Monday, April 11, 2016

How an Attempt to Boost Diversity at Texas Colleges Could Kill Affirmative Action

By by Matthew Watkins and Neena Satija, Texas Tribune

On Dec. 9, a lawyer for Abigail Fisher stood before the U.S. Supreme Court ready to argue that the University of Texas at Austin was discriminating against white applicants.

He planned to make the case that his client was unfairly denied admission into the university because of her race. And affirmative action opponents hoped that Fisher v. University of Texas at Austin would bring an end to the use of race as a factor in college admissions.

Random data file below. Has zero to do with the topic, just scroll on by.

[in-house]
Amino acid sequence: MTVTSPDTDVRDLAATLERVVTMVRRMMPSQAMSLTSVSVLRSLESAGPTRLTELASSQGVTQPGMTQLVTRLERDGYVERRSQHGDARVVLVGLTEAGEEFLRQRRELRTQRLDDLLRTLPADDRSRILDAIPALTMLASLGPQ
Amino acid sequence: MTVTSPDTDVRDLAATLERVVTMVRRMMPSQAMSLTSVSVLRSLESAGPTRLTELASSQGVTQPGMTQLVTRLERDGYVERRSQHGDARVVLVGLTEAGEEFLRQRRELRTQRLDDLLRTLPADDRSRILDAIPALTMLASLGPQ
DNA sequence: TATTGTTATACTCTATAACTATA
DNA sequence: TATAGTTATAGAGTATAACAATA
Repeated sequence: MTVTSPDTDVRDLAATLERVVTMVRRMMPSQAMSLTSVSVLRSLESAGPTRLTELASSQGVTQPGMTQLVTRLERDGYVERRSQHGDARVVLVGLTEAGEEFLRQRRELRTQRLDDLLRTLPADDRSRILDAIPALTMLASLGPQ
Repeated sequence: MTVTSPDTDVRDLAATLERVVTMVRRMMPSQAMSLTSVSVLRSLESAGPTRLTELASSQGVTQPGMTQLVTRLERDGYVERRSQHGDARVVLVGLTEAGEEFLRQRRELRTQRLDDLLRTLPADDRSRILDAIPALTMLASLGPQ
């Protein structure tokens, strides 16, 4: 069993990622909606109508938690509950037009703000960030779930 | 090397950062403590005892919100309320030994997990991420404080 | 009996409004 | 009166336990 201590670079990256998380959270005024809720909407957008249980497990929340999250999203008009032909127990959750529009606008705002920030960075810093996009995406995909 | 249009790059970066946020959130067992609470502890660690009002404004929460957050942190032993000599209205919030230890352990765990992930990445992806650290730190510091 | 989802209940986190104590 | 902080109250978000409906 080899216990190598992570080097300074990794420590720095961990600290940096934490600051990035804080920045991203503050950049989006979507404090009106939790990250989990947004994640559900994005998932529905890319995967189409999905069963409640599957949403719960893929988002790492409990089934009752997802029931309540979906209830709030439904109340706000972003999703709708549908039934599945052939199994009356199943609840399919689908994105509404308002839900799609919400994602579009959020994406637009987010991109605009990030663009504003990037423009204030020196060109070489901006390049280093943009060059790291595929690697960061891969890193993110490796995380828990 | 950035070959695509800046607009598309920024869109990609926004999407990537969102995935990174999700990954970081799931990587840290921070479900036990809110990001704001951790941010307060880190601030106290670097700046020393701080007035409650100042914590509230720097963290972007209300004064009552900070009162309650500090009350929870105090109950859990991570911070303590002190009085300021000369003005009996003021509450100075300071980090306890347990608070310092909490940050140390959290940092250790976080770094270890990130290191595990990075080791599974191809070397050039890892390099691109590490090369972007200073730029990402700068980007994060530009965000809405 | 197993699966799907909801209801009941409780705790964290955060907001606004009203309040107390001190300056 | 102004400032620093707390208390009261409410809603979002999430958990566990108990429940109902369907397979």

But less than 90 seconds into his introduction, Fisher’s lawyer was interrupted by a question about Texas’ Top 10 Percent Rule. And for much of the next hour, the justices and attorneys argued over the intricacies of the state’s unusual college admissions law, which guarantees a spot in any state college to Texans who graduate near the top of their high school senior class.

Read the story here.

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